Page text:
*Adjuvant radiotherapy is offered to all patients after WLE and in post-mastectomy cases with positive resection margins, tumour size >5cm, or 4 or more pathological nodes in axilla.


Tamoxifen is used typically in pre-menopausal patients. It acts through blockade of oestrogen receptors, therefore also has a role in  prophylaxis against breast cancer.

It is known to increase the risk of thromboembolism during and after surgery or periods of immobility, as well as increasing the risk of uterine carcinoma (due to its pro-oestrogenic effect on the uterus)

Aromatase Inhibitors

Aromatase inhibitors, such as Anastrozole, Letrozole, or Exemestane, act by inhibiting the action of the enzyme aromatase, which normally converts androgens into oestrogens, thereby reducing oestrogen production and suppressing any breast tumour tissue.

Aromatase inhibitors are advised for post-menopausal patients as adjuvant therapy, shown to be superior in this patient subgroup to Tamoxifen, however are more expensive.


Immunotherapy may be used in patients whose cancers express specific growth factor receptors.

One of the most common targets is the human epidermal growth factor receptor (HER-2 positive malignancies) for which Herceptin (Trastuzumab) is a monoclonal antibody that targets its activity.

It can be used either as adjuvant therapy or as a monotherapy in patients who have received at least two chemotherapy regimens for metastatic breast cancer*.

*A common side-effect of treatment is cardiotoxicity, hence cardiac function must be monitored before and during treatment

Oncoplastic Management

In recent years, oncoplastic surgery has emerged as a new approach for either extending techniques to allow breast-conserving surgery or to reconstruct the breast following mastectomy.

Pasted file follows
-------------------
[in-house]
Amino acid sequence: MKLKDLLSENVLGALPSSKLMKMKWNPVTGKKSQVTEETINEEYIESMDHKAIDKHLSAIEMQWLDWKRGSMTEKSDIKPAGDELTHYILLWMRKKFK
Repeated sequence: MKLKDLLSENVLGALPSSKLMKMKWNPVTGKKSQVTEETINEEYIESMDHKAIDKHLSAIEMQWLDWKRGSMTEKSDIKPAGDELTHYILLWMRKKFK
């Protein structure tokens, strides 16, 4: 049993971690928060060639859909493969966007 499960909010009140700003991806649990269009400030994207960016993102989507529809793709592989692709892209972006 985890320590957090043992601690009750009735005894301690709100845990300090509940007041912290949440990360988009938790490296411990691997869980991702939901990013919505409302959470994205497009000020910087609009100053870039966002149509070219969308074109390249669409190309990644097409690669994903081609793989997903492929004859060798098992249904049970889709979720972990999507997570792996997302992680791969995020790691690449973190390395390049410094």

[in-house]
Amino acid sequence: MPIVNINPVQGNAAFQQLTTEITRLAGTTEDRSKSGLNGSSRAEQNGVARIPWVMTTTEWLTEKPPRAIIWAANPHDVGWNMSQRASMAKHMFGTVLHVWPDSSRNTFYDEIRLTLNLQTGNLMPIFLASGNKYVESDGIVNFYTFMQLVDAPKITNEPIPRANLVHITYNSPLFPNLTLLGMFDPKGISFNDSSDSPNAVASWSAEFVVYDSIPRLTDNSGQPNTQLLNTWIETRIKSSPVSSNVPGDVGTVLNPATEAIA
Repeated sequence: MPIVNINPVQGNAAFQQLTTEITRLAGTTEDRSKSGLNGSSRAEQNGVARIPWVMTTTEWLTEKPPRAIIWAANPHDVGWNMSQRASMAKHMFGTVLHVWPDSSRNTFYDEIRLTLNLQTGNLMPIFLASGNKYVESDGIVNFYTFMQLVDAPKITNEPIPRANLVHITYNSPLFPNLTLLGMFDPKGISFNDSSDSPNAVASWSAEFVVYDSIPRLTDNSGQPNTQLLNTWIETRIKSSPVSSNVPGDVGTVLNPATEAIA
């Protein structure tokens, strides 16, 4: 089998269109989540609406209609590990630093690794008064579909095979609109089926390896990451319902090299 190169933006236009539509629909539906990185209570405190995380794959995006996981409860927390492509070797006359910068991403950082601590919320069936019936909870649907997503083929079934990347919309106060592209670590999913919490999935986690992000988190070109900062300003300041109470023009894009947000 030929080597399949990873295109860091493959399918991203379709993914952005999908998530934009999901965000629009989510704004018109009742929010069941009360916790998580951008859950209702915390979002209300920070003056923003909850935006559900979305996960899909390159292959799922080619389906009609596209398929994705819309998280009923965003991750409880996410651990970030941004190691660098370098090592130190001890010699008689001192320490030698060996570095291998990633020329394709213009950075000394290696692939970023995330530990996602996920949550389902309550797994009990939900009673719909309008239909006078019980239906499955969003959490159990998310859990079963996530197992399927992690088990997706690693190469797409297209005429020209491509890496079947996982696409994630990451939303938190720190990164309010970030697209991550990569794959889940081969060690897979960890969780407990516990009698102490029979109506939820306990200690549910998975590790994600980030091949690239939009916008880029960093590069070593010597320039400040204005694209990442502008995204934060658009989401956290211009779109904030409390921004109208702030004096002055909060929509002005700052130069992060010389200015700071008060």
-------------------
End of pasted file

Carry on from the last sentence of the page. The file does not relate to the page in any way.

There are several surgical reconstructive techniques in the oncoplastic treatment of breast malignancy, broadly divided into mammoplasty and flap formation

Therapeutic Mammoplasty

A therapeutic mammoplasty involves a WLE combined with a breast reduction technique.

The end-result is a smaller and uplifted breast, with the nipple and areola preserved along with their blood supply and the nipple relocated to suit the new breast.

Flap Formation

A Latissimus Dorsi flap involves a portion of the Latissimus Dorsi muscle and its overlying skin used to reconstruct the removed breast, either as a free or pedicle flap. Only a certain amount of muscle can be used and so this technique is only useful for reconstructing smaller breasts.

A Transverse Rectus Abdominal Muscle (TRAM) flap involves the abdominal muscle, skin, and fat to reconstruct the removed breast, also either as a free or pedicle flap. This has the benefit of removing abdominal fat but the disadvantage of reducing abdominal muscle strength.

A Deep Inferior Epigastric Perforator (DIEP) flap uses tissue from the abdomen and its overlying skin to reconstruct the breast, yet is only ever performed as a free flap. The advantage of the DIEP flap is that, unlike the TRAM flap, no muscle is used therefore abdominal muscle strength is usually maintained.

Key Points

  • A wide array of medical and surgical options are available for treatment of breast cancer
  • Decisions for wide local excision versus mastectomy will be made depending on a number of factors, including tumour size, location, and size of breast
  • Hormone treatments provide the biggest contributor in medical management to improved survival in breast cancer
  • Improvements in oncoplastic techniques have allowed for improved breast conservation surgery and reconstruction following mastectomy.